Usually I am a little iffy towards the secondary characters- a lot of the time I could take them or leave them, however, in this series I find myself liking most, if not all, of the secondary characters and think that they contribute wholeheartedly to the series, especially Haymitch Abernathy. I mean first off, he is a secondary character which is bad in my books, then he is a drunk, which is even worse in my eyes, but... I cannot help but love him. He means well and does everything in his power to protect Peeta and Katniss, so I can forgive him for all of his vices and faults, plus the man is clearly a genius. And President Coriolanus Snow? Oh gosh... This man makes me so gosh darn angry, but I wouldn't change him at all. He is the most perfect bad guy if I ever did see one and Ru? Well, her fate was probably the hardest to come to terms with- she just seemed like such a little ball of energy. Cinna? Well, I think that if he were a real life person that we would be bffl's.

So all in all, if you like a ton of action and adventure, then this book is clearly for you. Throw in a bit of romance (but not too much/ too cheesy), a unique plot line, and you have the perfect combination for a great book!
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5.0 out of 5 stars Mrs. Q: Book Addict : Visit my blog for newest reviews., Nov. 5 2009
This review is from: The Hunger Games (Hardcover)
'The Hunger Games' is a post-apocalyptic, dystopian novel where the government hosts an annual game. The annual game is a random lottery where twelve boys and twelve girls, one from each district are selected to participate in a life and death battle. The 'Hunger Games' is a televised event used to remind the districts that the Capital exerts the control.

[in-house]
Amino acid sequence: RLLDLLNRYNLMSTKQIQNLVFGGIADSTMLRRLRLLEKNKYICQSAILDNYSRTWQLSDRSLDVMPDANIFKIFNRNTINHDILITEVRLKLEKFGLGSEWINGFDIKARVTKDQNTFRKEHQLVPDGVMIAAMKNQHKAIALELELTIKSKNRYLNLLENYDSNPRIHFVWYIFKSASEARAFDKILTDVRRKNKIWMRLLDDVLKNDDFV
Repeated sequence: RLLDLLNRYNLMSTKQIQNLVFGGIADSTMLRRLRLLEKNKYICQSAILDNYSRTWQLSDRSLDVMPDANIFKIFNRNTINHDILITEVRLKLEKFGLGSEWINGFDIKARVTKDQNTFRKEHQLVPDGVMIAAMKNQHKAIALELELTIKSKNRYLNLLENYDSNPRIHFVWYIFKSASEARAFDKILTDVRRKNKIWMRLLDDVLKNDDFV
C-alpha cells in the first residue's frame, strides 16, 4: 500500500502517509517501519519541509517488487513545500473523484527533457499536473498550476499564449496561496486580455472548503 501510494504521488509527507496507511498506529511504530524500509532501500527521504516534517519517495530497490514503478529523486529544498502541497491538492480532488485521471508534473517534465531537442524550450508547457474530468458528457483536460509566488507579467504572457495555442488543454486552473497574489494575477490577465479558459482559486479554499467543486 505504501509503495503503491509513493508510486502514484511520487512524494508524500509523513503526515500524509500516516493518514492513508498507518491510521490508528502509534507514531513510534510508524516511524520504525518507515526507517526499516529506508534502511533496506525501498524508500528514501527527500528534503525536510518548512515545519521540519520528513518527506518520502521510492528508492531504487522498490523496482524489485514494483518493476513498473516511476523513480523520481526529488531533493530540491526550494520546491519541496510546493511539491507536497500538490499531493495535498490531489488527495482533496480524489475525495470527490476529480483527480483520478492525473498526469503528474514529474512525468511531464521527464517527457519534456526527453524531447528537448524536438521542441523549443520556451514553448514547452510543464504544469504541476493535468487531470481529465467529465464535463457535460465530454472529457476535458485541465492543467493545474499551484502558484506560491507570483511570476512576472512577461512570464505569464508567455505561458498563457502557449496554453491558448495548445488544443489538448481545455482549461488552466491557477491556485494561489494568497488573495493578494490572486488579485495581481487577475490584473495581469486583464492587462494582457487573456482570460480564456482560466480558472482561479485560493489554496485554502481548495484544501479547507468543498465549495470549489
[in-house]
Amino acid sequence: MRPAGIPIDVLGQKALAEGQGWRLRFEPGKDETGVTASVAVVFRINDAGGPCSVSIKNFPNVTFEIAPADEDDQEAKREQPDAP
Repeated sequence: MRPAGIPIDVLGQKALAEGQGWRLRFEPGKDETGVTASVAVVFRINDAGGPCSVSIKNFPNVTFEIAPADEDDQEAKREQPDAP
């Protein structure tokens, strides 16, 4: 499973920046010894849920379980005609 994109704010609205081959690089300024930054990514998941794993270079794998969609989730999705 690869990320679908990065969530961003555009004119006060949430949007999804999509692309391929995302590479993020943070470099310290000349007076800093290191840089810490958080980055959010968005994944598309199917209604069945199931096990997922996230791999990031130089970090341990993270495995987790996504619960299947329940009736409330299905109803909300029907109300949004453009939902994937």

Katniss Everdeen is the narrator of the story. She volunteers to participate in the game when her younger sister Prim is randomly drawn. The two members for District twelve are Katniss and Peeta. Peeta reveals on-air his love for Katiniss which ultimately grabs the attention of the audience. The audience members are permitted to sponsor a child and send gifts throughout the game. Katniss realizes they must uphold the role of star-crossed lovers to maintain their sponsors. She believes this is essential to her survival. When a rule is changed in the game, Peeta and Katniss' relationship becomes even more important.

I thought the plot was unique and interesting. I do enjoy dystopian novels, and I had to begin reading the second book right away. I highly recommend the trilogy, and I understand what all the rave was about. Go, and buy your copy right away, you will not be disappointed!
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5.0 out of 5 stars Great dystopian novel!, Oct. 23 2009
By 
Karoline (Richmond BC) - See all my reviews
(TOP 500 REVIEWER)   
This review is from: The Hunger Games (Hardcover)